After some hit-and-miss attempts, I connected with Africa New Life – an organization founded and run by Rwandans while operating in the US out of Portland, OR. They provide sponsorship opportunities for over 7,000 children in several communities around Rwanda, opening up opportunities for education and community. My little friend was vetted and accepted into their program, yippee! She now receives support for school tuition, fees, and materials, participates in monthly programs with other sponsored children, receives medical care when needed and more. I hope her life has changed for the better. I know mine has.
So that brings us to my visit – after 2.5 years, I got a chance to see her once again! First I went to check out the Africa New Life facility in Kigali – the “Dream Center”. It is an oasis in the city and although there were no children there at the time of my visit, I could picture it on a busy Center day. There are many buildings on the grounds including a sponsorship office, a facility for training women who previously worked on the streets (learning to sew or enrolling in beauty school), a theological college with the largest theological library in Rwanda (approximately 20,000 books are available!), a day care center, some administrative buildings and (in progress) a new medical center!
While at the center, we picked up some gifts to deliver to her and her father. You may now be thinking of toys or a bike or other things that any American 12 year old would enjoy. But this is not America. Our most important gifts to her were those of nourishment – in the form of a 25 kg sack of rice, a 25 kg sack of corn flour, cooking oil and other related staples. I did bring along other gifts that were a little bit more “fun”…a backpack filled with pencils, paper, a coloring book, a dress and several pairs of socks. It’s all about perspective.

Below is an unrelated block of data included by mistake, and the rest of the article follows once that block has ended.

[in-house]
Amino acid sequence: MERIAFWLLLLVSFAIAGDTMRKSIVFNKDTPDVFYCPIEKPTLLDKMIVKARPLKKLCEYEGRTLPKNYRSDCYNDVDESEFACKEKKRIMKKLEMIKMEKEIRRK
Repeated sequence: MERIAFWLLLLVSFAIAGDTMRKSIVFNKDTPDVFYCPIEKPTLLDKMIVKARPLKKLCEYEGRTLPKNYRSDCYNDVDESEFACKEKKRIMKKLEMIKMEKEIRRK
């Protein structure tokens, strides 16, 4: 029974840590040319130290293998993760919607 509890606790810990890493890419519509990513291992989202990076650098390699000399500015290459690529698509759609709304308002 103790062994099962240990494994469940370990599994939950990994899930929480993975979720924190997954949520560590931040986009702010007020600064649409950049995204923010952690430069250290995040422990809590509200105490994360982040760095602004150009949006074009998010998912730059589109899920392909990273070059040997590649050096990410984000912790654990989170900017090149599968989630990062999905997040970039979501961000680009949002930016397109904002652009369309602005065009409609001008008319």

At last we were on our way to our visit. I had some difficult conversations before we got there about how tough her life can be. But all we can do is try our best to help and provide unwavering support. When things are difficult is the time to dig in and stand your ground.
We arrived in her community and prepared to walk through narrow, winding passageways to reach her home. How nice it was to be greeted by them both! Huge smiles all around. We reached their home and sat down to visit for a while, inquiring about each others lives and families while sharing smiles. I got such a big hug with my delivery of their gifts.
She has not become any less shy but I could see joy in her eyes. Her father was also excited to give me updates on his life. He recently completed his certificate in tailoring and now works regularly as a part of a local sewing cooperative. This is definitely a huge change from construction worker or morale officer, but it means a steady income and an increased capacity to care for his family. Who wouldn’t be proud of that?
When the time came to say goodbye, it was bittersweet. I’m thankful that I had the opportunity to make this visit and hope that the day was as happy for them as it was for me. I am grateful to Africa New Life for the wonderful work that they do and can only hope to hear soon of my friend’s next scholastic achievements. The road may not be easy and the path may not be straight, but with persistence anything is possible.
Best of luck to you my friends. I hope we meet again soon.